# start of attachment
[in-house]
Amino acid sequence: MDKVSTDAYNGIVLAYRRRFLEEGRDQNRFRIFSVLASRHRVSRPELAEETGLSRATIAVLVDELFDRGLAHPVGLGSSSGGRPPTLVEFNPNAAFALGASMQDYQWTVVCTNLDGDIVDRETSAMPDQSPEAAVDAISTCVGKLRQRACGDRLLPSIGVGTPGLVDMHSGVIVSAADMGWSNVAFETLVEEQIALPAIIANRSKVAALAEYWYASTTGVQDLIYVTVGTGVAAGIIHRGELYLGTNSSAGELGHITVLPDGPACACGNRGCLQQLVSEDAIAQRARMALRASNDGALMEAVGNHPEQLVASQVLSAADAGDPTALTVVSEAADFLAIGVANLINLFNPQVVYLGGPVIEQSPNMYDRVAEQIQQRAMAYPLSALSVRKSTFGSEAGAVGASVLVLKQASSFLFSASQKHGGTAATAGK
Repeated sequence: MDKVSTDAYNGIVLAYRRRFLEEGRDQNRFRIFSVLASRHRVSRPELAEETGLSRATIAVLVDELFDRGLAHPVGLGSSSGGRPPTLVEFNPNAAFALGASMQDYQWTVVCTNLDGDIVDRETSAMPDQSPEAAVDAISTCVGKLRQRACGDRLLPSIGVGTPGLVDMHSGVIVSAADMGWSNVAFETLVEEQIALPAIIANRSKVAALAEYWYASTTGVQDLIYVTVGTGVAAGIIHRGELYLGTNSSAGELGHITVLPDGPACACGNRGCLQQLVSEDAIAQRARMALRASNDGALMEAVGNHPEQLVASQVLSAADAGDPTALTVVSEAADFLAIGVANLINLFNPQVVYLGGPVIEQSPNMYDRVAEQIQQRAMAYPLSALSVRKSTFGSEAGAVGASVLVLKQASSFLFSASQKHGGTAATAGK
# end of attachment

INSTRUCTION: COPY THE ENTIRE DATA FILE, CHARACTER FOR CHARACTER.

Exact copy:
[in-house]
Amino acid sequence: MDKVSTDAYNGIVLAYRRRFLEEGRDQNRFRIFSVLASRHRVSRPELAEETGLSRATIAVLVDELFDRGLAHPVGLGSSSGGRPPTLVEFNPNAAFALGASMQDYQWTVVCTNLDGDIVDRETSAMPDQSPEAAVDAISTCVGKLRQRACGDRLLPSIGVGTPGLVDMHSGVIVSAADMGWSNVAFETLVEEQIALPAIIANRSKVAALAEYWYASTTGVQDLIYVTVGTGVAAGIIHRGELYLGTNSSAGELGHITVLPDGPACACGNRGCLQQLVSEDAIAQRARMALRASNDGALMEAVGNHPEQLVASQVLSAADAGDPTALTVVSEAADFLAIGVANLINLFNPQVVYLGGPVIEQSPNMYDRVAEQIQQRAMAYPLSALSVRKSTFGSEAGAVGASVLVLKQASSFLFSASQKHGGTAATAGK
Repeated sequence: MDKVSTDAYNGIVLAYRRRFLEEGRDQNRFRIFSVLASRHRVSRPELAEETGLSRATIAVLVDELFDRGLAHPVGLGSSSGGRPPTLVEFNPNAAFALGASMQDYQWTVVCTNLDGDIVDRETSAMPDQSPEAAVDAISTCVGKLRQRACGDRLLPSIGVGTPGLVDMHSGVIVSAADMGWSNVAFETLVEEQIALPAIIANRSKVAALAEYWYASTTGVQDLIYVTVGTGVAAGIIHRGELYLGTNSSAGELGHITVLPDGPACACGNRGCLQQLVSEDAIAQRARMALRASNDGALMEAVGNHPEQLVASQVLSAADAGDPTALTVVSEAADFLAIGVANLINLFNPQVVYLGGPVIEQSPNMYDRVAEQIQQRAMAYPLSALSVRKSTFGSEAGAVGASVLVLKQASSFLFSASQKHGGTAATAGK